Disney Magic, far as the Curse is Found
DIRECTED BY CHRIS BUCK & JENNIFER LEE
So much has changed since 2013. That was the year that Walt Disney Animation Studios blessed the unsuspecting world with the unforeseen phenomenon that was Frozen. The parent company was already a behemoth, sure. And, it’s portrayals of its trademark “Disney princesses“ had long since shifted from the antiquated damsel-awaiting-her-prince model. Confident, positive self-starters had been the new norm since at least 1989’s The Little Mermaid.
But in a different way than even now, six years later, there’s a certain perceived humility in the way that so many undertakings were original, “sure things”. (Wreck-it Ralph; Big Hero Six; Frozen). Back then, the ink was barely dry on both the Lucasfilm and Marvel acquisitions; something as sweepingly monstrous as the wholesale buyout of 20th Century Fox (only to initially “vault” the bulk of that bounty) was unthinkable; and the streaming heir-apparent, Disney+, wasn’t yet a gleam in anyone’s eye.
In the handful of years since Frozen, it could be argued that Disney went from defining our culture to becoming our culture. That degree of burden, as monolithically untenable as it is, also has the unique nature of being unprecedented. Wielding full knowledge that nostalgia and warm familiarity is the best smokescreen for the active domination of a faceless corporate superstructure looking to devour everything, Anna and Elsa have been summoned back to the soundstage and given all new beautiful dresses and hairdos.
Like those shiftless pirates of the Caribbean before them, having found themselves ushered into at least one major sequel no one originally planned for, he heroines of Arendelle must dig out some rightly plausible backstory if this new round of considerable world-building is to be believed. With the widespread success of 2013’s Frozen, the Academy Award winning creators of the first movie, Chris Buck and Jennifer Lee, not only found themselves staring down a likely white-hot franchise, but for Lee at least, also found herself appointed chief creative officer of Walt Disney Animation Studios. Things do indeed snowball in this corner of the ever increasing Mouse House.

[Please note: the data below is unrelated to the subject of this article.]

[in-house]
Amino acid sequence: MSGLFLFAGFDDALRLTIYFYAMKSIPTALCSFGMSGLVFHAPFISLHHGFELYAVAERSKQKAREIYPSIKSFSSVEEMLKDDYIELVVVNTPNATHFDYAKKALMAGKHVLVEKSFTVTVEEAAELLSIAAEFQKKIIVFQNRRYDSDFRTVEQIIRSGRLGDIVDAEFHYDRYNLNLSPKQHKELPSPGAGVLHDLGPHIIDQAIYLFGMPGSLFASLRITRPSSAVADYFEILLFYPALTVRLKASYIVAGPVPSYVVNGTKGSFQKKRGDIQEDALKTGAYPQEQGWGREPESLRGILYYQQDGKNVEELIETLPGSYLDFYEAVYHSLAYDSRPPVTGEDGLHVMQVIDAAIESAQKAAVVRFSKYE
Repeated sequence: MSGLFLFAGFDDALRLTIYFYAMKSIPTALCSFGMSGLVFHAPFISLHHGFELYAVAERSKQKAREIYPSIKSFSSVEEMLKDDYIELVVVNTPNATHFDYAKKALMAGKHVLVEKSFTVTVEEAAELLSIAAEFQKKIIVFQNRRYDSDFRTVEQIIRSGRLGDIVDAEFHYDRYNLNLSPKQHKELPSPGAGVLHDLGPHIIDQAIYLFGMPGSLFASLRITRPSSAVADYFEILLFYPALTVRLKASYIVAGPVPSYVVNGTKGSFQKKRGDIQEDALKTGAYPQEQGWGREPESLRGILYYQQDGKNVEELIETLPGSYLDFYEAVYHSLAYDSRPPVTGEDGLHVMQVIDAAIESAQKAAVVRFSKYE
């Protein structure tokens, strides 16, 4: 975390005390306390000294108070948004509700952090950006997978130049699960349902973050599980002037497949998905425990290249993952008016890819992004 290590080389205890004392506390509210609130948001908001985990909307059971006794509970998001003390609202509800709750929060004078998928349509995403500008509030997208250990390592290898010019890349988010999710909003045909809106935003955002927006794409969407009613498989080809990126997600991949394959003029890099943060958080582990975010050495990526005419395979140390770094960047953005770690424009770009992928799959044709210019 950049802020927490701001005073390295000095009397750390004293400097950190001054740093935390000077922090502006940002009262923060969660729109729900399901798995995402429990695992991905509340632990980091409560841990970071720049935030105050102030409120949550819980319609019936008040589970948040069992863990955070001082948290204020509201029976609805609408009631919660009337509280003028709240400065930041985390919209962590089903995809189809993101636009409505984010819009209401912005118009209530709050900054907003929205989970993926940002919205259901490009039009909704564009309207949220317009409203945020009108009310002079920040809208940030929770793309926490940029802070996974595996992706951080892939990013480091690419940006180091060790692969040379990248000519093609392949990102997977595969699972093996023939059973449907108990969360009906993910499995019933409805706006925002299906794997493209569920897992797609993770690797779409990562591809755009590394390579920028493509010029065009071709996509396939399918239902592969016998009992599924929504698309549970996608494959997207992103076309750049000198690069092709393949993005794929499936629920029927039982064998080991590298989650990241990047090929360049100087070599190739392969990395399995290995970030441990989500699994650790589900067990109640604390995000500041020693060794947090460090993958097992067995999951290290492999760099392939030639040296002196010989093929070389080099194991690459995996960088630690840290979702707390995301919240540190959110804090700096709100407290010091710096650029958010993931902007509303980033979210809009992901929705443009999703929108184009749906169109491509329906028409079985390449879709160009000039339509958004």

Ah, curses…! When in doubt, a curse storyline will do. Dealing with a newly uncovered curse is the general gist of the plot, though the mechanics and mythology of it are murky in the setup, to say the least. By the middle of the film, I found myself resigned to the notion that these girls have themselves “a mumbo jumbo problem”. To greatly generalize, Arendelle’s in deep, deep, deep, deep…
It is in the second half of Frozen II, however, that plodding plot details give way to rich thematic elements, far richer than those of the first Frozen film. So I suppose then it’s a bit of give and take. Like that film, this one never ultimately rises above the grade of “B+”, despite its vibrant characters, solid songmanship, and keen uses of humor. The animation may not appear to have advanced all that much in the half-decade or so, but hey, it was awfully good the first time around. (So, there is something that hasn’t really changed).
Fans will be happy from the get-go, as all the now-iconic favorites are back: the aforementioned royal sisters, the non-powered, good natured younger one, Anna (Kristen Bell) and her older, ice queen sibling, Elsa (Idina Menzel); the comical favorite Olaf the snowman (Josh Gad), and the lovestuck naive beefcake, Kristoff (Jonathan Geoff) and his “talking” reindeer, Sven. In beefed up roles via flashbacks (enabling a revisitation to the sister’s childhood) are the late parents Queen Iduna (Evan Rachel Wood) and King Agnarr (Alfred Molina). Popular talent Sterling K. Brown makes the scene as a prominent military captain, Mattias. Also on-hand are Jeremy Sisto, Martha Plimpton, Jason Ritter, Rachel Matthews, Ciarán Hinds, and the venerable Alan Tudyk. All give their all.
For young fans, the wait preceding the well-enough earned triumphant arrival of Frozen II may’ve felt like awaiting the migration of an iceberg. (My five-year old daughter, who’s seen Frozen more times than I know, wasn’t even born when that film materialized. She was very into this one). Yet, it arrives as a package so chock full of inevitability that it’s success in living up to the burden of its heritage to entrance audiences and generate another hit-filled soundtrack is all too easy to skate passed.
The film’s use of its songs, almost all of them new, is as inspired as Frozen II ever gets. Although Elsa does get another big number on the level of the un-reprised “Let It Go”, the arguably most memorable and most clever song comes from a completely unexpected character. When the music of Frozen II does dip into 2013 nostalgia, it’s restrained in refreshingly unsuspecting ways.
The Walt Disney Company takeover of all kingdoms is not by any means complete. Despite the inevitability of riches and reach that thoroughly pre-sold projects such as this one will undoubtedly yield, the mission to make it work as a story remains a palpable concern at the still-glowing cores of the individual films (or TV series’, or live shows, or theme parks, or what have you). Without deeply invested creators like Jennifer Lee and Chris Buck, the Empire of the Mouse would eventually (if not sooner) topple. The curse of overriding cultural dominance may be sweeping through on its particularly chilly wind, but the magic- in this case, shiny, mystical, empowering fairytale magic- is still singing loudly in the fields and fjords. Frozen II, like so many things Disney, may appear cold to the touch, but will prove irresistible in holding onto. And not letting go.